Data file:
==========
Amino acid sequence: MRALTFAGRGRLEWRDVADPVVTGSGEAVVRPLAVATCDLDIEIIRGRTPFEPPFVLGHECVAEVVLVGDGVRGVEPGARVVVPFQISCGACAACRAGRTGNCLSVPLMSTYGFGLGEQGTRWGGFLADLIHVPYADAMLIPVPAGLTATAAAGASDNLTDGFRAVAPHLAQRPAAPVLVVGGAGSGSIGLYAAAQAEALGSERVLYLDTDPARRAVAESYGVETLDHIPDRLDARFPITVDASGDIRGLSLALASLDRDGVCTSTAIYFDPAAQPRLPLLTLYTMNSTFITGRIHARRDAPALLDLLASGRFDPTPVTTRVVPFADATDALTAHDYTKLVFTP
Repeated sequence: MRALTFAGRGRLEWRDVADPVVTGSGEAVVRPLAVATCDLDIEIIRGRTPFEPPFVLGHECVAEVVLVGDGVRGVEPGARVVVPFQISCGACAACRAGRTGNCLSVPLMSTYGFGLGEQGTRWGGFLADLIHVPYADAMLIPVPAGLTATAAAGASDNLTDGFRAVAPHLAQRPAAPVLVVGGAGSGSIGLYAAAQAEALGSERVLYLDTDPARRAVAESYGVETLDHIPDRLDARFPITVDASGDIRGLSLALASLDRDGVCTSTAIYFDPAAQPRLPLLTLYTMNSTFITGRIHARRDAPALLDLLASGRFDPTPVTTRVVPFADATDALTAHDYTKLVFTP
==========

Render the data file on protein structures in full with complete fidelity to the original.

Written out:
Amino acid sequence: MRALTFAGRGRLEWRDVADPVVTGSGEAVVRPLAVATCDLDIEIIRGRTPFEPPFVLGHECVAEVVLVGDGVRGVEPGARVVVPFQISCGACAACRAGRTGNCLSVPLMSTYGFGLGEQGTRWGGFLADLIHVPYADAMLIPVPAGLTATAAAGASDNLTDGFRAVAPHLAQRPAAPVLVVGGAGSGSIGLYAAAQAEALGSERVLYLDTDPARRAVAESYGVETLDHIPDRLDARFPITVDASGDIRGLSLALASLDRDGVCTSTAIYFDPAAQPRLPLLTLYTMNSTFITGRIHARRDAPALLDLLASGRFDPTPVTTRVVPFADATDALTAHDYTKLVFTP
Repeated sequence: MRALTFAGRGRLEWRDVADPVVTGSGEAVVRPLAVATCDLDIEIIRGRTPFEPPFVLGHECVAEVVLVGDGVRGVEPGARVVVPFQISCGACAACRAGRTGNCLSVPLMSTYGFGLGEQGTRWGGFLADLIHVPYADAMLIPVPAGLTATAAAGASDNLTDGFRAVAPHLAQRPAAPVLVVGGAGSGSIGLYAAAQAEALGSERVLYLDTDPARRAVAESYGVETLDHIPDRLDARFPITVDASGDIRGLSLALASLDRDGVCTSTAIYFDPAAQPRLPLLTLYTMNSTFITGRIHARRDAPALLDLLASGRFDPTPVTTRVVPFADATDALTAHDYTKLVFTP